The f/2.8 aperture is ideal for a shallow depth of field. This is how the bokeh looks. The cat-eye shape in the corners at 105mm is gone at f/5.6.

The distortion of this lens is quite extreme, especially at 24mm. You have to rely on the in-camera lens correction.

At 24mm, the lens exhibits extreme barrel distortion. This is severe enough that Canon forces in-camera correction regardless of lens correction settings. This results in a small decrease in image quality in the extreme corners at f/2.8.

The lens does not change focus if the focal length is changed. This parfocal-like behavior is ideal for video. On the other hand, the subject does change in size while focusing. It’s only a small amount, but it can be noticeable on some occasions.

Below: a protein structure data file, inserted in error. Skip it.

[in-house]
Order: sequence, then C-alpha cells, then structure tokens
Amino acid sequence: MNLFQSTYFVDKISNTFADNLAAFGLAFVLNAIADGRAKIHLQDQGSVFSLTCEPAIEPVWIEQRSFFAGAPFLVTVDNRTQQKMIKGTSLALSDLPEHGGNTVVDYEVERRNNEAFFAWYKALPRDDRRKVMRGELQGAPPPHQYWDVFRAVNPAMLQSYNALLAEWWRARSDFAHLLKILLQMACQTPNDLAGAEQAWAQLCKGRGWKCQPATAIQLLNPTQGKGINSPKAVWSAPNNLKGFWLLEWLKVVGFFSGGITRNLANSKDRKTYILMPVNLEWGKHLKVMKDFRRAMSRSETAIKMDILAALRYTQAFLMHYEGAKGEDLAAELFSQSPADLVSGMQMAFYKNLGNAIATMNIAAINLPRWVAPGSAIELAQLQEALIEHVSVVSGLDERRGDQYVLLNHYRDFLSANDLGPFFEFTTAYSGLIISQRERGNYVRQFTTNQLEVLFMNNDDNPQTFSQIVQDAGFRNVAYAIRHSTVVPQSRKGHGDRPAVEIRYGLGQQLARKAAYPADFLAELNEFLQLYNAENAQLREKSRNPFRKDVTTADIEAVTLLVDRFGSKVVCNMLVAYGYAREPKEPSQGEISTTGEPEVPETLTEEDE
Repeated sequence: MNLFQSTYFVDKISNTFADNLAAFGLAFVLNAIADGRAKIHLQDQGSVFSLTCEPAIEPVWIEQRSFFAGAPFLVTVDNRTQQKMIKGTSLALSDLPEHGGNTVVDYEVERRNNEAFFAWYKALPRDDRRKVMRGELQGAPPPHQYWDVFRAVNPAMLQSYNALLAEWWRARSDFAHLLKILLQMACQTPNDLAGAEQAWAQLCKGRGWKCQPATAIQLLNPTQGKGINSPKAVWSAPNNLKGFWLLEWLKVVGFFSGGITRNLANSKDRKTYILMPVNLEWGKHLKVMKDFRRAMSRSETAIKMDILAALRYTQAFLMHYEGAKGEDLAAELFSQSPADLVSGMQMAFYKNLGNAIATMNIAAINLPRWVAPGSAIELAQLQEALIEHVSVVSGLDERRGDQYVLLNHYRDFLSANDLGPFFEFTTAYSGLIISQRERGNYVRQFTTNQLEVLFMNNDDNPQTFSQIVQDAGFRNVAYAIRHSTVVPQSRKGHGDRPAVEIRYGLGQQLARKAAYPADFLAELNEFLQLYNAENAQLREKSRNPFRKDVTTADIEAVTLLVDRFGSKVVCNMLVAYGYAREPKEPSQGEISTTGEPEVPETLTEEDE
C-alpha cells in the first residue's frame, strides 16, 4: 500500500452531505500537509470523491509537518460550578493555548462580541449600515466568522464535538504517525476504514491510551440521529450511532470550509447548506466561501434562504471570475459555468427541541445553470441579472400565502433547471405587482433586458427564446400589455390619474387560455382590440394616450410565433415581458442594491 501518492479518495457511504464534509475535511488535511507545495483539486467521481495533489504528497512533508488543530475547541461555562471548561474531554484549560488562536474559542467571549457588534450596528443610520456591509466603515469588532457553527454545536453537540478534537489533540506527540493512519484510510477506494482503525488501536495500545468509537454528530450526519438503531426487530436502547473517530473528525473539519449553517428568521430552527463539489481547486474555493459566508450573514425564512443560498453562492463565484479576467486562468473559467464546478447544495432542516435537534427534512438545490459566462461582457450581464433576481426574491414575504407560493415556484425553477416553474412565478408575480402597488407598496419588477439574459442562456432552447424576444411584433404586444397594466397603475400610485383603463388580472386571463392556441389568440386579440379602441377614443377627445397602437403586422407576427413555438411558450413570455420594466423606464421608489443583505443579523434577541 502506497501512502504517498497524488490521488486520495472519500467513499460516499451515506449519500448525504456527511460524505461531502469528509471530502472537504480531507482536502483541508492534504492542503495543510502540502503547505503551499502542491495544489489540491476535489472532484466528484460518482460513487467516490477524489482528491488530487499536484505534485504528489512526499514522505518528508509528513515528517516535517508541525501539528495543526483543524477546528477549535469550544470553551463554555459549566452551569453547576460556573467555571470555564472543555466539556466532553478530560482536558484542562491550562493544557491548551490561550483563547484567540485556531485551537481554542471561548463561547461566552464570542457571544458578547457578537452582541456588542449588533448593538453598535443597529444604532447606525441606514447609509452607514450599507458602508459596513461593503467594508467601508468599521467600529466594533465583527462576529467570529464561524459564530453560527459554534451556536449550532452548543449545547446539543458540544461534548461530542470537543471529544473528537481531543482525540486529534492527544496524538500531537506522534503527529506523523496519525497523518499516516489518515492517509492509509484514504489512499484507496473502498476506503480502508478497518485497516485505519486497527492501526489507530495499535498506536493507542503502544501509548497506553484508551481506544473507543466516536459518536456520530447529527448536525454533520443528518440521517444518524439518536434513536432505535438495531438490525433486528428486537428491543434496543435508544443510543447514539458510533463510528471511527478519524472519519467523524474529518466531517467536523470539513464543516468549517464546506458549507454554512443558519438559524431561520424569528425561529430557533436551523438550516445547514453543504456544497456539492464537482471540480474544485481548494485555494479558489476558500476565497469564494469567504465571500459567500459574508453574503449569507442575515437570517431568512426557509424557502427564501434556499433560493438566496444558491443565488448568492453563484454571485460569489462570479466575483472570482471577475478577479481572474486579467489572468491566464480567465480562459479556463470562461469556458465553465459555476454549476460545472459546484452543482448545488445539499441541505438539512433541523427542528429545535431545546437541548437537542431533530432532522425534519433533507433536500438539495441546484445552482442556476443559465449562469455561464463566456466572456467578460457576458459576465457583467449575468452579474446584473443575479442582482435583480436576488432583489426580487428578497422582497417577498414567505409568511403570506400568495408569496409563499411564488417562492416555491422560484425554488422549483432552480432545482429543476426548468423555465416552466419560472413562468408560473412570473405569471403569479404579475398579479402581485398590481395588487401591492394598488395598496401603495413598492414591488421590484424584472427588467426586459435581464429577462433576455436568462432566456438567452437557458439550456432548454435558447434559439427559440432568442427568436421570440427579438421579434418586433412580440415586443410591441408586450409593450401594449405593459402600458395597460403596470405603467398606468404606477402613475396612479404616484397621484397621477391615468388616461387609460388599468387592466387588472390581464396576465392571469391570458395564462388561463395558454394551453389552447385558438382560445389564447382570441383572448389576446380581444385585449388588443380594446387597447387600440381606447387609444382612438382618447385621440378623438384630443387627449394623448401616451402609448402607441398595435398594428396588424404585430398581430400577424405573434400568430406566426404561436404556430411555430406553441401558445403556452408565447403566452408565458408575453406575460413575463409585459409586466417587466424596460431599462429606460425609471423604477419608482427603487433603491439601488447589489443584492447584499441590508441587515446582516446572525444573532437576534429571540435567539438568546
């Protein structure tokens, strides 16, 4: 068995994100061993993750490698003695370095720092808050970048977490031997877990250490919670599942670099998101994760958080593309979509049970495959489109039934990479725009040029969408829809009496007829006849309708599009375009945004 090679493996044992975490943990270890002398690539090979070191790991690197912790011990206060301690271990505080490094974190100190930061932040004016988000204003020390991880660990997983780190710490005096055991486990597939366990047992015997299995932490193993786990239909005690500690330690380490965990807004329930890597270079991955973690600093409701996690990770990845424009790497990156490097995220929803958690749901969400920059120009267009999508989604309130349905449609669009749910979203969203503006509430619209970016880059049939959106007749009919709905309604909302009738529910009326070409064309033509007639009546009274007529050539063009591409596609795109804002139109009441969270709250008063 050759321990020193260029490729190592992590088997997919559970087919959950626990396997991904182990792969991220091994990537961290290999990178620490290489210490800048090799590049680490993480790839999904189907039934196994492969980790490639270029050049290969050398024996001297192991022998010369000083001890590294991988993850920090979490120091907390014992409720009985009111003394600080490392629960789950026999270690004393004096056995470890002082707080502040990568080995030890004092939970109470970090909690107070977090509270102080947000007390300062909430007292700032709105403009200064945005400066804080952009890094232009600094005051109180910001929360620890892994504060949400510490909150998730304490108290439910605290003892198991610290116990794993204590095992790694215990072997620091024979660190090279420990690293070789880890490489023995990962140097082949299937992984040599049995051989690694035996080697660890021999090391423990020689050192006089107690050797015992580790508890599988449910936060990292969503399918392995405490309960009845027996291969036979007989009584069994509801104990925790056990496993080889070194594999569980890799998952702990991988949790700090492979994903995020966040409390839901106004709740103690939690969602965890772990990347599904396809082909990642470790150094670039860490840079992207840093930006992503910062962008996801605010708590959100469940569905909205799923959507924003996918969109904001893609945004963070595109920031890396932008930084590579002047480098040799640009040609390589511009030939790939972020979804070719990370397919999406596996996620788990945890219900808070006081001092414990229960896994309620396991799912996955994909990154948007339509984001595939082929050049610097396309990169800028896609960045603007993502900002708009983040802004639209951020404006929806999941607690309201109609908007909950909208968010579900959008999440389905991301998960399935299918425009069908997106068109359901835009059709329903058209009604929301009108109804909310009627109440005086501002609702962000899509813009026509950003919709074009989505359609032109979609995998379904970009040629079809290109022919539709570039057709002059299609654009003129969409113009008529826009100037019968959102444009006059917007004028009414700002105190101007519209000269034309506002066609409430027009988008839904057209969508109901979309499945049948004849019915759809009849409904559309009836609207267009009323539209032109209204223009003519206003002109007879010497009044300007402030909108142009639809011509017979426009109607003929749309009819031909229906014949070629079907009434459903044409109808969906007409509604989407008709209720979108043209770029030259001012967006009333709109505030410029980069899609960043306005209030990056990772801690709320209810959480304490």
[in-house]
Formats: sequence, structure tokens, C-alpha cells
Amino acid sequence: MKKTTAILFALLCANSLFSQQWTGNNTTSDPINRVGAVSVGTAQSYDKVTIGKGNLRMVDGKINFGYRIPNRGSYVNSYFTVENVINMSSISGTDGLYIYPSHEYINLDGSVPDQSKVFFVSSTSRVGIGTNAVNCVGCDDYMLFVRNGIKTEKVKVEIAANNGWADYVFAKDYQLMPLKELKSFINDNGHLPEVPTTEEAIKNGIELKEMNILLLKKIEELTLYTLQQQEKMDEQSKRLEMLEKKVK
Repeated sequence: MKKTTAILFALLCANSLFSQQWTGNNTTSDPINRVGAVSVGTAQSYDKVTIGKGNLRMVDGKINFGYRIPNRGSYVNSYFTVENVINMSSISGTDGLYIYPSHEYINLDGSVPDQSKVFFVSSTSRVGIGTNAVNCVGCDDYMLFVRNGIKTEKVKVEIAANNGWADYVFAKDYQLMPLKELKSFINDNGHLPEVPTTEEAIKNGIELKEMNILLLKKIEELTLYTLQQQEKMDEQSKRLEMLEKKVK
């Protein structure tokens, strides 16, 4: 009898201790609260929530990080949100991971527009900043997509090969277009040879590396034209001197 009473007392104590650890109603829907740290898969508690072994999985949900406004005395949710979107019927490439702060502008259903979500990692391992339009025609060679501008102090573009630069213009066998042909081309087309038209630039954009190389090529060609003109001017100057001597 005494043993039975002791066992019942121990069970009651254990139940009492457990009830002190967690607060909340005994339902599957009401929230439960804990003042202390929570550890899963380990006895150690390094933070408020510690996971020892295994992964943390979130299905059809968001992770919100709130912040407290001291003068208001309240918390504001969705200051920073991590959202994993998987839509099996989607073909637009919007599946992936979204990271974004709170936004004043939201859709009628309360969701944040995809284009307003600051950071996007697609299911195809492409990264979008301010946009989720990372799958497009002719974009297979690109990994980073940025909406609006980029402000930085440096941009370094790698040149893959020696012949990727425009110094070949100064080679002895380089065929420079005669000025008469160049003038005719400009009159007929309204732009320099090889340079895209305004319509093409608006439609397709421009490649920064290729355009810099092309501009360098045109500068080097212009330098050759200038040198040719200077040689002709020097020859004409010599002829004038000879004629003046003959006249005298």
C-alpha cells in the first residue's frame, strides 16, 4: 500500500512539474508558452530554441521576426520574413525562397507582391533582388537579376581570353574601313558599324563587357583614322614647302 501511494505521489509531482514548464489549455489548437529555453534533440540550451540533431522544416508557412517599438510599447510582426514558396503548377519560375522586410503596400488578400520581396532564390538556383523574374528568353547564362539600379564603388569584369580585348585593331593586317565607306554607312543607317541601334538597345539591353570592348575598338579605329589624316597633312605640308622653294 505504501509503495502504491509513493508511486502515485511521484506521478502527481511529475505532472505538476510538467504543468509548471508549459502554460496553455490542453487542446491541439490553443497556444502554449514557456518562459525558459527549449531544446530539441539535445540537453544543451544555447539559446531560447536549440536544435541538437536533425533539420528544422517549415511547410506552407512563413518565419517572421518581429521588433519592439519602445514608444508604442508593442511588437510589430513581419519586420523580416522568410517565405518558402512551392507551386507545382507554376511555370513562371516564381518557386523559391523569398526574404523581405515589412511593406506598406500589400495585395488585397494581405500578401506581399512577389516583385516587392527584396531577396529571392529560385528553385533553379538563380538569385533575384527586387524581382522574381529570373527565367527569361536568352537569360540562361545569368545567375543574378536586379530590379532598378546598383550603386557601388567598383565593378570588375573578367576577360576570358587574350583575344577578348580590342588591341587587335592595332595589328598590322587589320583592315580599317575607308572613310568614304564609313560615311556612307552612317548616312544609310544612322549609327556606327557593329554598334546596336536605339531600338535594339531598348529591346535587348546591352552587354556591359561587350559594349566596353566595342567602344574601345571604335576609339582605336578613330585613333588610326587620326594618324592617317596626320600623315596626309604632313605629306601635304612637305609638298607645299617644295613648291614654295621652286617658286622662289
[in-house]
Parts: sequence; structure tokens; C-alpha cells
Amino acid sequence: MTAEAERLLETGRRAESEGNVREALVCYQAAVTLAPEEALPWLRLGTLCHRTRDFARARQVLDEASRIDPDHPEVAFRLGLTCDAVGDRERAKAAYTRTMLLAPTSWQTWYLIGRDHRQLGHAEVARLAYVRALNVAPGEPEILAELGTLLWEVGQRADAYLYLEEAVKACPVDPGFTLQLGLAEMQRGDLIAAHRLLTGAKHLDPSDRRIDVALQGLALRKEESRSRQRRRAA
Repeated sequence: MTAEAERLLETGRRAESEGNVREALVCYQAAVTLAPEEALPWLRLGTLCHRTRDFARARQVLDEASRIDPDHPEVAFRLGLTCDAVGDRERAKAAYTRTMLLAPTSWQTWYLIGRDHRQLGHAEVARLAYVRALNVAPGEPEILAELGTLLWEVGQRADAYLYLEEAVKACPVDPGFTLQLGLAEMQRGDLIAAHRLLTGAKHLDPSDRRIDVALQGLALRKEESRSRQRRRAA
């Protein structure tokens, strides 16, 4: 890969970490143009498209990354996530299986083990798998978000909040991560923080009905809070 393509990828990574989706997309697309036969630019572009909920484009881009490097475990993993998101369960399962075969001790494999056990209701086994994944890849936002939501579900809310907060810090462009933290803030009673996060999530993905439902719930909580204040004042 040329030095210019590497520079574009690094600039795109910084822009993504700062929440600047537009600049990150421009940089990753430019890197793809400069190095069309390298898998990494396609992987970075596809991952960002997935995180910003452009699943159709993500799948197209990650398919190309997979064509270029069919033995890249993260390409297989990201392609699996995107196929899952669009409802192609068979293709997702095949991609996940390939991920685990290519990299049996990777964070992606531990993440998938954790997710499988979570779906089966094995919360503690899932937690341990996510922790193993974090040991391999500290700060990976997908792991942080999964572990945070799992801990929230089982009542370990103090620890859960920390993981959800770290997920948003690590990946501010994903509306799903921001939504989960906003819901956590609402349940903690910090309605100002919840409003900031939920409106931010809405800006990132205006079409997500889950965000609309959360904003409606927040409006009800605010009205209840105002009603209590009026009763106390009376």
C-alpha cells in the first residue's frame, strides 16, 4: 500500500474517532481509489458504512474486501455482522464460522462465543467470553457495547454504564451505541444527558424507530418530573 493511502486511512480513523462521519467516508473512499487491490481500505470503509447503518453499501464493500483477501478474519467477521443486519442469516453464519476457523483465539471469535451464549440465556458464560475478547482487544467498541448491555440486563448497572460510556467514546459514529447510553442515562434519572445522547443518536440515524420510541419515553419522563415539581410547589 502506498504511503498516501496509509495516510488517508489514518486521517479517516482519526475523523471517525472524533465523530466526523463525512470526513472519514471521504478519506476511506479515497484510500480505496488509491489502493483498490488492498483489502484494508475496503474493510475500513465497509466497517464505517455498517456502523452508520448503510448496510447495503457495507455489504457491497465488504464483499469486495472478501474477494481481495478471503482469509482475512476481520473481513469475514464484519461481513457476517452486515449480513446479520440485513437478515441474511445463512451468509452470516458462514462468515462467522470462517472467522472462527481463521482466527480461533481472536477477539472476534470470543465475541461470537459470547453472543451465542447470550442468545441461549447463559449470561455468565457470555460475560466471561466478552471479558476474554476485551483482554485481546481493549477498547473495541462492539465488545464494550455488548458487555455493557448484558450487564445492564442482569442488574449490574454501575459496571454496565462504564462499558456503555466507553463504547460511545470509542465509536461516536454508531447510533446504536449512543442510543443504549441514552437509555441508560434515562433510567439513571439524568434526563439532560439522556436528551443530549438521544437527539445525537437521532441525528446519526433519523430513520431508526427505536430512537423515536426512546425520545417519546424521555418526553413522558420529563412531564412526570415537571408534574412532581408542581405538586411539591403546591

There is some focus breathing present, but it will only be visible when there is an extreme change in focus. 

It’s worth noting this lens is targeted for video. Therefore, it will mostly be used with the 16:9 aspect ratio. This will keep the weakest parts of the image out of the frame.

The lens does show flares, but it isn't that distracted. For video, this can add to the atmosphere. For photography, it's often undesired.

The Power Zoom Adapter

The lens is compatible with the new Power Zoom-adapter PZ-E2 and PZ-E2B. It allows constant, smooth, and precise focal length adjustments with adjustable speed.

The contacts and connection points for the Power Zoom adapters and the lens holder.